Filed in Cloud Industry Insights by Ben Kepes | April 24, 2012 10:15 am
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I wrote last time about a roundtable I was part of when I was last in Texas. The first video looked at some of the issues business need to think about when moving to the cloud. This next video talks about some barriers to adoption that organizations face and how many of those barriers are perceived or real. In the roundtable I was joined by Matt Brace, Senior Engineer at Invodo and Don Fornes, CEO of Software Advice.
We talked about the issue of control – the fact that there is this tension between IT and the business unit when moving to the Cloud – IT sees having to give up a degree of control is a negative thing whereas the business units, which are only focused on getting things done, react positively to handing off control to a third party.
The functional gap of web apps came up – Fornes pointed out the functionality lacking in Google Apps for example – however my take on this is that if one looks at the velocity of innovation over web applications generally, that the time to feature completeness is rapidly shortening and any real functional gaps will be filled soon. This does however raise another issue – one of “how close is close enough.” It’s an issue I’ve spoken about previously, but essentially I contend that 20 percent of the functionality included in Microsoft Office, for example, is unneeded and unused. That said, there is a degree of functional gap that is to be expected and is in fact appropriate when comparing cloud applications to desktop apps.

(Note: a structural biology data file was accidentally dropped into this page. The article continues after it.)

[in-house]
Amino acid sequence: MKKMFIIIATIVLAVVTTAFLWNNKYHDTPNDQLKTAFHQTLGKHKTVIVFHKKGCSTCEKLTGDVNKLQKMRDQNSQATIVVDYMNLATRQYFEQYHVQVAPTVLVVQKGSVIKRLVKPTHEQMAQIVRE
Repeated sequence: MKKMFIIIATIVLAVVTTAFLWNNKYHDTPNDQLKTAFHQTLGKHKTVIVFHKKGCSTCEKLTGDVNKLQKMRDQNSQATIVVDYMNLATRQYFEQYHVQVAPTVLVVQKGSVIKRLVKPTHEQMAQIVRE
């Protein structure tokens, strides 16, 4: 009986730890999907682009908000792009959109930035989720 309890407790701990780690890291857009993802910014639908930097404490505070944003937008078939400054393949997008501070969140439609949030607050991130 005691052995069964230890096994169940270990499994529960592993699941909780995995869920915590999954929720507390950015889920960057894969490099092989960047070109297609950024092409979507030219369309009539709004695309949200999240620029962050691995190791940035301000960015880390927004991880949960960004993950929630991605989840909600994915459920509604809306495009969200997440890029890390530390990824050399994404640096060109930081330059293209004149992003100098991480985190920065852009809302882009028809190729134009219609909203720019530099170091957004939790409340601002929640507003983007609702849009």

Related to the control aspects of moving to the cloud, we talked about visibility and control and the fact that in the cloud it is hard to get a good picture of where money is being spent and what resources are being used across an organization. There are companies however dealing with this problem set and again I believe that this is a function of maturity rather than one of systemic problems.
We touched on the issues or factors around the decentralization of control and the ever-important balancing act between agility and control. My personal opinion is that the agility the cloud brings more than makes up for any loss of control (and I contend in fact that this loss of control is actually a positive thing for strategic focus), but clearly others have a different perspective and the next few years of cloud adoption will be interesting as people slowly warm to the idea.
Finally we talked about my old faithful – getting mom and pop businesses into the cloud. It’s my personal biggest challenge and one that, if solved, will really start to show just how valuable the cloud can be.
Anyway – the video is embedded below – hope you enjoy it!
Source URL: http://www.rackspace.com/blog/issues-around-cloud-adoption-part-two/
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